Originally published in Science Magazine.
In this issue of Science, we are publishing the first of 15 winning entries for the 2011 Science Prize for Inquiry-Based Instruction (p. 418), a laboratory module entitled Light, Sight, and Rainbows. Created for introductory college science courses, each module can be readily used in many different settings and schools. The winning modules were selected by a jury of more than 70 scientists and science teachers, and the subjects include physics, math, chemistry, geology, molecular biology, plant science, and evolution. Throughout 2012, each will be published as a two-page printed synopsis supplemented by online material that contains the details needed to teach it.
Our goal is to make it much easier for teachers everywhere to provide their students with laboratory experiences that mirror the open-ended explorations of scientists, instead of the traditional “cookbook” labs where students follow instructions to a predetermined result. To this end, we are announcing a second year of the contest, now broadened to include engineering in addition to science, as well as courses at the advanced high-school level (see www.scim.ag/inquiryprize). We hope that these contests will help support a rethinking of science education that is consistent with the new Framework for K-12 Science Education (precollege) from the U.S. National Academies, as well as with one of the central goals in the international Programme for International Student Assessment (PISA) Science Competencies: “Understands the characteristic features of science as a form of human knowledge and enquiry.”
Although our 2011 contest focused on college science teaching, the same goals can be applied even to early years of schooling. Consider, for example, an article published by the U.S. National Science Teachers Association, Growing Seeds and Scientists, which describes a science lesson for kindergarten students (age 5). The students are presented with seeds of very different sizes and shapes—an avocado seed, a corn kernel, a marigold seed, and so on—mixed with objects such as pebbles and shells. For three times a week over the course of 6 weeks, the students explore the question, “How do we know if something is a seed?”, forming a “scientists' conference” to share ideas respectfully and learn from each other as real scientists might in a laboratory. Thus, after the students discover that they disagree about what makes an object a seed, the class is asked to come up with ways in which they might test their ideas, again modeling the behavior of scientists. Through experiments that they suggest and perform on their own, the class discovers which objects are seeds. Finally, the students dissect some of the seeds and examine them with a magnifying glass, finding the tiny embryo inside and its source of food. Compare this exercise with a more traditional approach, which would at best give the students a seed and step-by-step instructions on how to grow it, bypassing the scientific process of facing a question, proposing solutions, and testing one's theories.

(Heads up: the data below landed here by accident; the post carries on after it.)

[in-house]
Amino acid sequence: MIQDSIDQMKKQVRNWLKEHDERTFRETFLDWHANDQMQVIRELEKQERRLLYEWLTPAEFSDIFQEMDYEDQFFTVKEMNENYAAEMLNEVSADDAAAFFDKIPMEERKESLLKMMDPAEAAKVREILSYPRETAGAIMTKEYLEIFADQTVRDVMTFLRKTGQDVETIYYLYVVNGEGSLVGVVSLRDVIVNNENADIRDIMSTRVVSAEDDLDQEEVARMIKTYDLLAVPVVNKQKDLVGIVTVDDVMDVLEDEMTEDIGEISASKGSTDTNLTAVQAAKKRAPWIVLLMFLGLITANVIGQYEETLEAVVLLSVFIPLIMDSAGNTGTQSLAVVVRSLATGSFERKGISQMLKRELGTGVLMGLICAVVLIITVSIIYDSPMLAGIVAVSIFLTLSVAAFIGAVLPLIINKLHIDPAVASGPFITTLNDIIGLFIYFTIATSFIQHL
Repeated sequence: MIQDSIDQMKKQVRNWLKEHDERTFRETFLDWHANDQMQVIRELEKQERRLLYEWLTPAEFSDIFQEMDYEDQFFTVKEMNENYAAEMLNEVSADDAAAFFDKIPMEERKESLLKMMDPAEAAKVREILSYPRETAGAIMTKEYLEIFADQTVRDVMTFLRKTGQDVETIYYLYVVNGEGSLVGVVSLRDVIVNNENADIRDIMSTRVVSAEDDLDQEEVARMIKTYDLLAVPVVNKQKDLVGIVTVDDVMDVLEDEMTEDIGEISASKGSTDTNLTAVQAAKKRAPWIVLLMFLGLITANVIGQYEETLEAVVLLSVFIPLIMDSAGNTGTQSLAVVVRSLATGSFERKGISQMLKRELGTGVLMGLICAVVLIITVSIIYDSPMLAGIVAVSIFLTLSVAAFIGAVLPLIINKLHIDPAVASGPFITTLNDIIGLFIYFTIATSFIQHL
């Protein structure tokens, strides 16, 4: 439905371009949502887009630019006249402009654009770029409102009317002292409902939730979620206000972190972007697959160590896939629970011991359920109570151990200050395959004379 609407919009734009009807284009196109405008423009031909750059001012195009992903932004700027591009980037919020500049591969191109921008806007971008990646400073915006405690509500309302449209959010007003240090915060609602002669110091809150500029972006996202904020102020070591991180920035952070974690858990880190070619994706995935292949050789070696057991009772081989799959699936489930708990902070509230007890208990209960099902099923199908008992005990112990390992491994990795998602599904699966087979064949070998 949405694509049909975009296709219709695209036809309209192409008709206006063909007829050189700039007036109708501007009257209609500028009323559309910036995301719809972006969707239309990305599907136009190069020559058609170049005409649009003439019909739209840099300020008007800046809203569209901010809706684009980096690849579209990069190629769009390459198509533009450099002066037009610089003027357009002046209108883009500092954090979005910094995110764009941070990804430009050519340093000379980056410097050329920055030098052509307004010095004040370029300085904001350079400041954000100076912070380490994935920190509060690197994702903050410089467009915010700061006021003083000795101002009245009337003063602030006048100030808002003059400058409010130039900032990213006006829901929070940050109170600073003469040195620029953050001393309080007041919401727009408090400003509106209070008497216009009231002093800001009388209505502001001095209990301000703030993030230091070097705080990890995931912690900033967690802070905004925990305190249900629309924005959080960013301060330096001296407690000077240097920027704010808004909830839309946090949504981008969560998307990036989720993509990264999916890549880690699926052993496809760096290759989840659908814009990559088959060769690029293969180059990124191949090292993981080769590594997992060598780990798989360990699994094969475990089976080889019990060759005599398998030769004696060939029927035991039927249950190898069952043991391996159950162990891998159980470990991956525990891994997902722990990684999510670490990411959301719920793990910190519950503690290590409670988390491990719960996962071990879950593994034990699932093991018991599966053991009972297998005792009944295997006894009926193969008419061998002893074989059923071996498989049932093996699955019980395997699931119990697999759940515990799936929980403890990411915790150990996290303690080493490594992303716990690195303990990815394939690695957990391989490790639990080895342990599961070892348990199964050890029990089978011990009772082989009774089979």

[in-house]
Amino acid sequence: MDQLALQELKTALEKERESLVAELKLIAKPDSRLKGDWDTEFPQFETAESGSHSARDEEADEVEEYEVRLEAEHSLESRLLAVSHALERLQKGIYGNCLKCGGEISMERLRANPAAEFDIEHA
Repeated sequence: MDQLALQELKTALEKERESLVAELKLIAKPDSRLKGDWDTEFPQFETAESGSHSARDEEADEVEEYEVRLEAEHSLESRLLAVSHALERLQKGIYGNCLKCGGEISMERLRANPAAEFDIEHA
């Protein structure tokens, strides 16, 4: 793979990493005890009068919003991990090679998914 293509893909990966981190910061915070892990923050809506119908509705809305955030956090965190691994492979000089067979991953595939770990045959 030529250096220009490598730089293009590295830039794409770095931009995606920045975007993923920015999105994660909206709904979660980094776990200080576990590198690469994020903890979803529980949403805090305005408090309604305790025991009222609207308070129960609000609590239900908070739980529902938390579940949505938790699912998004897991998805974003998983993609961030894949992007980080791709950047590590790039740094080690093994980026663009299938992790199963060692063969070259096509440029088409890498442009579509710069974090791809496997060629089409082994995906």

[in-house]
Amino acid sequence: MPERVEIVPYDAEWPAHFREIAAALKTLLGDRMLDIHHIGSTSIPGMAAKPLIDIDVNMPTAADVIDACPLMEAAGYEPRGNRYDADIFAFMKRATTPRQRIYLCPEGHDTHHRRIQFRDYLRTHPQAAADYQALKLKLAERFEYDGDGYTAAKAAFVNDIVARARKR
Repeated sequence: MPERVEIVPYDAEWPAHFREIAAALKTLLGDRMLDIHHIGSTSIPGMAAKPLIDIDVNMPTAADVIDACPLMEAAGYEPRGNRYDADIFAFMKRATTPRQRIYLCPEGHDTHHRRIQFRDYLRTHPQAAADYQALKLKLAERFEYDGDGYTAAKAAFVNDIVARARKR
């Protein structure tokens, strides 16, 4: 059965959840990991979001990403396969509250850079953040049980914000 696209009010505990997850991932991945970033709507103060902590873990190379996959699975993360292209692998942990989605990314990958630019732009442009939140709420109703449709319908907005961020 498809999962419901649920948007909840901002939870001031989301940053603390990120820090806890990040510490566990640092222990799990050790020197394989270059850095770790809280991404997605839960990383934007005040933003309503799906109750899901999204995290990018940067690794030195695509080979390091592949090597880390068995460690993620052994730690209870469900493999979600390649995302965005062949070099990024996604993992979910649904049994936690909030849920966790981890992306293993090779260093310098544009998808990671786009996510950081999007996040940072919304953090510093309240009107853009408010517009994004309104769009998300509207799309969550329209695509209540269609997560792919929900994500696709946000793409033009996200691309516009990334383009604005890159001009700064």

Last week, I described how current school science often resembles a game in which the participants are challenged to recall boring, incomprehensible facts. How might the world recover from this destructive form of science education? We should begin by teaching science to young children with a curriculum like that described in Growing Seeds and Scientists, which might require a total of only 20 hours of the school year. And we should aim for an education system in which every child is exposed to at least this many hours of high-quality science inquiry in each year of elementary and middle school, supported by carefully prepared science specialists. In this way, “science education” would be redefined, with a laser-sharp focus on gaining the scientific habits of mind that will be needed by everyone to successfully negotiate his or her way through our increasingly complex, crowded, and confusing societies.